The Foreign Office needs serious, full-time and empowered political leadership — a reality that PML-N supremo Nawaz Sharif ignored for a full parliamentary term between 2013 and 2018.
So, it is welcome that the new PTI foreign minister, Shah Mehmood Qureshi, has immediately faced the media and attempted to give the country and the outside world an indication of the PTI government’s approach to and priorities in the foreign policy domain.
“Let me be clear: the foreign policy will be made here, at the Foreign Office of Pakistan,” Mr Qureshi has commendably stated. He also indicated his preferred approach to healing the civil-military divide: “I will engage with all the institutions for the betterment of the country. It is the policy across the world. Feedback is sought from national security institutions.”
Taken together, Mr Qureshi’s comments suggest that the PTI will indeed seek to increase the space civilians have in the foreign policy and national security domains and that it will do so by engaging in an inter-institutional dialogue.
If the PTI is to succeed in crafting a civilian-led foreign policy, Mr Qureshi and his boss, Prime Minister Imran Khan, will also have to develop a coherent strategic vision. All newly installed governments have talked of dialogue, good neighbourly relations and a focus on trade. But the strategic environment that Pakistan must contend with is fraught with risk and needs careful management.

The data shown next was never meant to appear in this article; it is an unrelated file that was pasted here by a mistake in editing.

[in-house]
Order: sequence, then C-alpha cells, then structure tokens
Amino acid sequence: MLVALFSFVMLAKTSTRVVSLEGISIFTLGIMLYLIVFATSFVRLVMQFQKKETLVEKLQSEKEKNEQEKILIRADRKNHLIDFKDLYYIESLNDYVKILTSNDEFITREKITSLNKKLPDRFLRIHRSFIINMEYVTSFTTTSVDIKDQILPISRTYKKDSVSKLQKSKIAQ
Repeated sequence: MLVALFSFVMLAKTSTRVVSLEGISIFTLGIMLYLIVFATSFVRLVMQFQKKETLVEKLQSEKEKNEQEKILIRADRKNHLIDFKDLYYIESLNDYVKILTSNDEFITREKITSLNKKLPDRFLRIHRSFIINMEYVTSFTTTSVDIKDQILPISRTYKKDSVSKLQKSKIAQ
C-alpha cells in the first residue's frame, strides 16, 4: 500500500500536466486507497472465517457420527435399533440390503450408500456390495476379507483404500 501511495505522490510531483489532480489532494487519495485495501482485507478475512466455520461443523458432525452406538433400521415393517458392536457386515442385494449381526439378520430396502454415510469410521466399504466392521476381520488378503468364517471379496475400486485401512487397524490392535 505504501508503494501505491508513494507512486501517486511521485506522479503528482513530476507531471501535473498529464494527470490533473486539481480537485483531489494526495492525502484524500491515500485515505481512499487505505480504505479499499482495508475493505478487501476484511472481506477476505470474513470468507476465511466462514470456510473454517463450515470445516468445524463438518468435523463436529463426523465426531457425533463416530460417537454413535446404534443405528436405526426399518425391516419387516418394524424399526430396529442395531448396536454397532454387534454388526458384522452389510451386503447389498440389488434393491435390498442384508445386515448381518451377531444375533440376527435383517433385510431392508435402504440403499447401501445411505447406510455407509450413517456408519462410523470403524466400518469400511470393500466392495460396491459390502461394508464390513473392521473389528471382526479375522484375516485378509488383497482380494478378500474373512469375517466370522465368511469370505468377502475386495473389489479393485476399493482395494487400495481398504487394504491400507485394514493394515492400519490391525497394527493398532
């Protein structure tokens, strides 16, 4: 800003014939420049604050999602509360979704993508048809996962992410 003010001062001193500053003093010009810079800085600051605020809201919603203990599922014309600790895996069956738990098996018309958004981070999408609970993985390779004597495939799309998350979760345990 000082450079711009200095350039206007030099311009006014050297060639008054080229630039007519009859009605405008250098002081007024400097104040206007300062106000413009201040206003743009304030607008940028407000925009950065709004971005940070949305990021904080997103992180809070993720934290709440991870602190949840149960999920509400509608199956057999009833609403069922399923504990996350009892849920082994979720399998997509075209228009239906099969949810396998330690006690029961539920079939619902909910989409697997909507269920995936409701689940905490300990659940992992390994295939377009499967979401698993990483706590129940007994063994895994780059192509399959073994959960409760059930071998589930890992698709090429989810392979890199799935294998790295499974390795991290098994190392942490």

Even in a relationship as seemingly rock solid and on a path to greater strategic convergences than ever as with China, there are serious financial issues in CPEC projects that will have to be resolved.
Mr Qureshi’s claim that his government’s new foreign policy will “begin and end at Pakistan” — seemingly a version of US President Donald Trump’s ‘America first’ policy — will be quickly tested by both friend and rival.
India, Afghanistan and the US are perennial challenges for Pakistan to deal with and the PTI ought to be prepared for bruising discussions on an array of issues. The PTI government could benefit from Mr Qureshi’s tenure as PPP foreign minister in that regard.
Perhaps what the PTI’s foreign policy team should keep in mind is that much will depend on how engaged Prime Minister Khan remains and the overall state of the civil-military relationship. Mr Khan’s politics has long revolved around a mostly, arguably wholly, domestic agenda. A victory speech the day after the general election was widely welcomed perhaps because for the first time Mr Khan had spoken in some detail about his foreign policy vision.
So if Mr Qureshi is to have a successful term as foreign minister, he will need the regular engagement of his boss, the prime minister, particularly when it comes to forging an inter-institutional consensus on key foreign policy and national security issues. It will be difficult, but it is possible.
Published in Dawn, August 22nd, 2018